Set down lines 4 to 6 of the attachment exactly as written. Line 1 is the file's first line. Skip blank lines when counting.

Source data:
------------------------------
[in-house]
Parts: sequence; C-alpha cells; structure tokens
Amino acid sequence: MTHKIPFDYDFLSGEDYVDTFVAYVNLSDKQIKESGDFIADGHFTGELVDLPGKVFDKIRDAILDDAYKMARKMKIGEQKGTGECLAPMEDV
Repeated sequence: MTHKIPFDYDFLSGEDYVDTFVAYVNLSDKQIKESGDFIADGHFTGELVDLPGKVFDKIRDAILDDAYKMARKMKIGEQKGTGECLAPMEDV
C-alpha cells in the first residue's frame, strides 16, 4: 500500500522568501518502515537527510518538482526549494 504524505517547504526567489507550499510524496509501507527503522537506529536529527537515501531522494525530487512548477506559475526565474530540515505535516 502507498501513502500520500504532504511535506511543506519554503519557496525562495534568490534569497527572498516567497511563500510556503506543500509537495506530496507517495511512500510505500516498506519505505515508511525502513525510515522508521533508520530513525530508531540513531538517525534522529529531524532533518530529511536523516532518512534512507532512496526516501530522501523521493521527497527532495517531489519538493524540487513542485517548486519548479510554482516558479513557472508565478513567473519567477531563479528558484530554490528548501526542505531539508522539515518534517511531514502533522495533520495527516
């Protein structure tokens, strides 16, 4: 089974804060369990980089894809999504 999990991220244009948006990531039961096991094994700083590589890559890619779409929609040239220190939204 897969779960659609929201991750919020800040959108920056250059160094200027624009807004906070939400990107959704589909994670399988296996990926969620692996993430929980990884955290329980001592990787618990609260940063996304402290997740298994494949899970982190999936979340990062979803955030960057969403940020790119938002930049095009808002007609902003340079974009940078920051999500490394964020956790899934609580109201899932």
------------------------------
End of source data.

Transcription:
Repeated sequence: MTHKIPFDYDFLSGEDYVDTFVAYVNLSDKQIKESGDFIADGHFTGELVDLPGKVFDKIRDAILDDAYKMARKMKIGEQKGTGECLAPMEDV
C-alpha cells in the first residue's frame, strides 16, 4: 500500500522568501518502515537527510518538482526549494 504524505517547504526567489507550499510524496509501507527503522537506529536529527537515501531522494525530487512548477506559475526565474530540515505535516 502507498501513502500520500504532504511535506511543506519554503519557496525562495534568490534569497527572498516567497511563500510556503506543500509537495506530496507517495511512500510505500516498506519505505515508511525502513525510515522508521533508520530513525530508531540513531538517525534522529529531524532533518530529511536523516532518512534512507532512496526516501530522501523521493521527497527532495517531489519538493524540487513542485517548486519548479510554482516558479513557472508565478513567473519567477531563479528558484530554490528548501526542505531539508522539515518534517511531514502533522495533520495527516
């Protein structure tokens, strides 16, 4: 089974804060369990980089894809999504 999990991220244009948006990531039961096991094994700083590589890559890619779409929609040239220190939204 897969779960659609929201991750919020800040959108920056250059160094200027624009807004906070939400990107959704589909994670399988296996990926969620692996993430929980990884955290329980001592990787618990609260940063996304402290997740298994494949899970982190999936979340990062979803955030960057969403940020790119938002930049095009808002007609902003340079974009940078920051999500490394964020956790899934609580109201899932």